Humanists ‘discriminated against in 144 countries’ – 2021 Freedom of Thought Report
Humanists are discriminated against in 144 countries across the globe. 83 countries have criminal punishments for blasphemy or apostasy, including 13 where it remains a capital offence. In 12 countries, government figures or state agencies openly marginalise, harass, or incite hatred or violence against the non-religious. These are the top-line findings of the tenth annual Freedom of Thought Report by Humanists International, which is being launched today.
Humanists International is the umbrella body for all humanist, atheist, and secularist organisations around the world. It campaigns internationally to defend non-religious people at risk of persecution and violence. Each year it produces the Freedom of Thought Report which is the only worldwide survey of discrimination and persecution against the non-religious. It provides the most up-to-date information on each country and a rating system for their human rights performance.
In recent years, there has been an increase in attacks and persecution of humanists and other non-religious people across the globe. There have been murders, arrests, and disappearances of outspoken humanists in Afghanistan, Pakistan, Bangladesh, Nigeria, Saudi Arabia, Iran, and India. There are state-sponsored crackdowns on the non-religious communities in Egypt and Malaysia.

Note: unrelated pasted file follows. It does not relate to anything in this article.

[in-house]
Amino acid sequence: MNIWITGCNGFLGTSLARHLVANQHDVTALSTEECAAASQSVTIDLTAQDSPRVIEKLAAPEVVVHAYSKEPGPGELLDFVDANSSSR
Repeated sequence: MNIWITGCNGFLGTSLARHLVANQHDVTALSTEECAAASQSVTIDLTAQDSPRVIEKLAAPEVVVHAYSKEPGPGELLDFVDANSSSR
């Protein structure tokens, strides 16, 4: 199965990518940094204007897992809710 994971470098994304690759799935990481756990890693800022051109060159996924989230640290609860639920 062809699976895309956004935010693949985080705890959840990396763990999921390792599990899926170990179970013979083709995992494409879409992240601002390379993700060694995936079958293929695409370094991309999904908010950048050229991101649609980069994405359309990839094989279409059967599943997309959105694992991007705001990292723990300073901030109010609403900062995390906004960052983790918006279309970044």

Humanists UK is a member of Humanists International and helps with the compilation of the report. It will be using these findings to call on the UK Foreign and Commonwealth Office to do more to protect humanists at risk around the globe.
Humanists UK’s Chief Executive Andrew Copson is also the elected President of Humanists International. Speaking in that capacity about the report, he commented:
‘This year’s Freedom of Thought Report offers, once again, grim reading. In it we detail the discrimination that humanists and other non-religious people continue to face as a result of daring to express their beliefs and to try to live according to their conscience.
‘The non-religious are one of the most persecuted groups across the globe. But they are also one of the least visible and their persecution is amongst the most under-reported. We welcome this report and hope that it will influence governments both in the UK and abroad to prioritise protecting freedom of religion and belief for all.’